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Understanding and experiencing ecology

By Fritjof Capra

In the coming decades the survival of humanity will depend on our ability to understand the basic principles of ecology and to live accordingly, writes Fritjof Capra. Teaching this ecological knowledge, which is also ancient wisdom, will be the most important role of education in the 21st century

Over the past 10 years, my colleagues and I at the Center for Ecoliteracy have developed a special pedagogy, called 'Education for Sustainable Patterns of Living', which offers an experiential, participatory and multidisciplinary approach to teaching ecoliteracy. We are sometimes asked: 'Why all these complexities? Why don't you just teach ecology?' This article shows that the complexities and subtleties of our approach are inherent in any true understanding of ecology and sustainability.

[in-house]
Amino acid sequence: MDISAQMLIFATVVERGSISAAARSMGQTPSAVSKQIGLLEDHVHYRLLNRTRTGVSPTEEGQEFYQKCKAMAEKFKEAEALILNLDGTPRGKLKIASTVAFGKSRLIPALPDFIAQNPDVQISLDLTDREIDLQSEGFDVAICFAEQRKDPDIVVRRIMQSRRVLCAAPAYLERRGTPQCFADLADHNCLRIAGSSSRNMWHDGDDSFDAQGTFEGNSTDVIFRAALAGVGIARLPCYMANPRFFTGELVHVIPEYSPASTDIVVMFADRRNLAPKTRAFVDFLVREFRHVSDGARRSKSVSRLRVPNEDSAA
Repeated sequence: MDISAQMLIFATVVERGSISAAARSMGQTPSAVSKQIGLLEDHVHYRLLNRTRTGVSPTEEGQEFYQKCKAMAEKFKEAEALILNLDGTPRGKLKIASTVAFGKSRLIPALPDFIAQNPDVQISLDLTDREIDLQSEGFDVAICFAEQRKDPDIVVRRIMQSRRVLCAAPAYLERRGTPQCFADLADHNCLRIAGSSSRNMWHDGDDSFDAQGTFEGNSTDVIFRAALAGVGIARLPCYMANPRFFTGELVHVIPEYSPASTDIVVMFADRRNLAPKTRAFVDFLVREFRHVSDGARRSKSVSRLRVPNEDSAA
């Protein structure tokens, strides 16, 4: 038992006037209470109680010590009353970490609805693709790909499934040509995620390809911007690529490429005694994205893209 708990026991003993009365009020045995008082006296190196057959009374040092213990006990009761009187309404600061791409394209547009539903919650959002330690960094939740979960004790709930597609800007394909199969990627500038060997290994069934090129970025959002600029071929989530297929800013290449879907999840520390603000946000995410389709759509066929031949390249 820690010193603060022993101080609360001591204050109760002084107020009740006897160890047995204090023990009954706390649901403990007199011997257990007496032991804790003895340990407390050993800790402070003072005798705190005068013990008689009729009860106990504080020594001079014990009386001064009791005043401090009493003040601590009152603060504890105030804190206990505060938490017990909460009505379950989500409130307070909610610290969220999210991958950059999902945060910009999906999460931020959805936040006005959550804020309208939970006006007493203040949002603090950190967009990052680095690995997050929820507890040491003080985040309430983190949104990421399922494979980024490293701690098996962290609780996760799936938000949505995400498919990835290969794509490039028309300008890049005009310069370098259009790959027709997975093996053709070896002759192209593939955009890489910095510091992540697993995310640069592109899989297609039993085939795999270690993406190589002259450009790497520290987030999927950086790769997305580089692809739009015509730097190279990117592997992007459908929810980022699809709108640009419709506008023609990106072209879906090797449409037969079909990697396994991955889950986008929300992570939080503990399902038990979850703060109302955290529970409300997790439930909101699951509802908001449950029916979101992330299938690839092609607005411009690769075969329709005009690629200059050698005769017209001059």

The concept of ecological sustainability was introduced more than 20 years ago by Lester Brown, who defined a sustainable society as one that is able to satisfy its needs without diminishing the chances of future generations. This classical definition of sustainability is an important moral exhortation, but it does not tell us anything about how to actually build a sustainable society. This is why the whole concept of sustainability is still confusing to many.

What we need is an operational definition of ecological sustainability. The key to such a definition is the realisation that we do not need to invent sustainable human communities from zero but can model them after nature's ecosystems, which are sustainable communities of plants, animals and micro-organisms. Since the outstanding characteristic of the biosphere is its inherent ability to sustain life, a sustainable human community must be designed in such a manner that its ways of life, businesses, economy,
physical structures and technologies do not interfere with nature's inherent ability to sustain life.